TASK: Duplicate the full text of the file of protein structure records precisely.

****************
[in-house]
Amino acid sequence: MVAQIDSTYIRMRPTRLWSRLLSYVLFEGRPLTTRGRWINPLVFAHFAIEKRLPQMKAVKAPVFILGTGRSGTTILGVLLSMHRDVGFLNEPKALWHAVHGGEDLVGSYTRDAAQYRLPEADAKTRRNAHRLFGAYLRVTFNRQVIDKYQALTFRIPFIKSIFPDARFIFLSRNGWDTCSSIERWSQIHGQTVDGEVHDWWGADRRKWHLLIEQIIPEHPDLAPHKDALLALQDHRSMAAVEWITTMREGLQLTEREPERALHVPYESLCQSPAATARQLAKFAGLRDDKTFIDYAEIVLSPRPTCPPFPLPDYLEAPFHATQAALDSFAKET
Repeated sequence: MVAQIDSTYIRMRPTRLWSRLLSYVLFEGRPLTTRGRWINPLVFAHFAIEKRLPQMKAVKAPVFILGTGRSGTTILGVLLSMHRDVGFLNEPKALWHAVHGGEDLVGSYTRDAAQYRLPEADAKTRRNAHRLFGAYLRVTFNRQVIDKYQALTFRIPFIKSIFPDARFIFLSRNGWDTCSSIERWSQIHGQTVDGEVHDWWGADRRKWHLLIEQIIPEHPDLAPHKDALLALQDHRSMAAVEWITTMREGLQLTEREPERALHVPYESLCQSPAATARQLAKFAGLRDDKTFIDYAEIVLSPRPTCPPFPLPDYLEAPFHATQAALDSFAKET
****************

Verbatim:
[in-house]
Amino acid sequence: MVAQIDSTYIRMRPTRLWSRLLSYVLFEGRPLTTRGRWINPLVFAHFAIEKRLPQMKAVKAPVFILGTGRSGTTILGVLLSMHRDVGFLNEPKALWHAVHGGEDLVGSYTRDAAQYRLPEADAKTRRNAHRLFGAYLRVTFNRQVIDKYQALTFRIPFIKSIFPDARFIFLSRNGWDTCSSIERWSQIHGQTVDGEVHDWWGADRRKWHLLIEQIIPEHPDLAPHKDALLALQDHRSMAAVEWITTMREGLQLTEREPERALHVPYESLCQSPAATARQLAKFAGLRDDKTFIDYAEIVLSPRPTCPPFPLPDYLEAPFHATQAALDSFAKET
Repeated sequence: MVAQIDSTYIRMRPTRLWSRLLSYVLFEGRPLTTRGRWINPLVFAHFAIEKRLPQMKAVKAPVFILGTGRSGTTILGVLLSMHRDVGFLNEPKALWHAVHGGEDLVGSYTRDAAQYRLPEADAKTRRNAHRLFGAYLRVTFNRQVIDKYQALTFRIPFIKSIFPDARFIFLSRNGWDTCSSIERWSQIHGQTVDGEVHDWWGADRRKWHLLIEQIIPEHPDLAPHKDALLALQDHRSMAAVEWITTMREGLQLTEREPERALHVPYESLCQSPAATARQLAKFAGLRDDKTFIDYAEIVLSPRPTCPPFPLPDYLEAPFHATQAALDSFAKET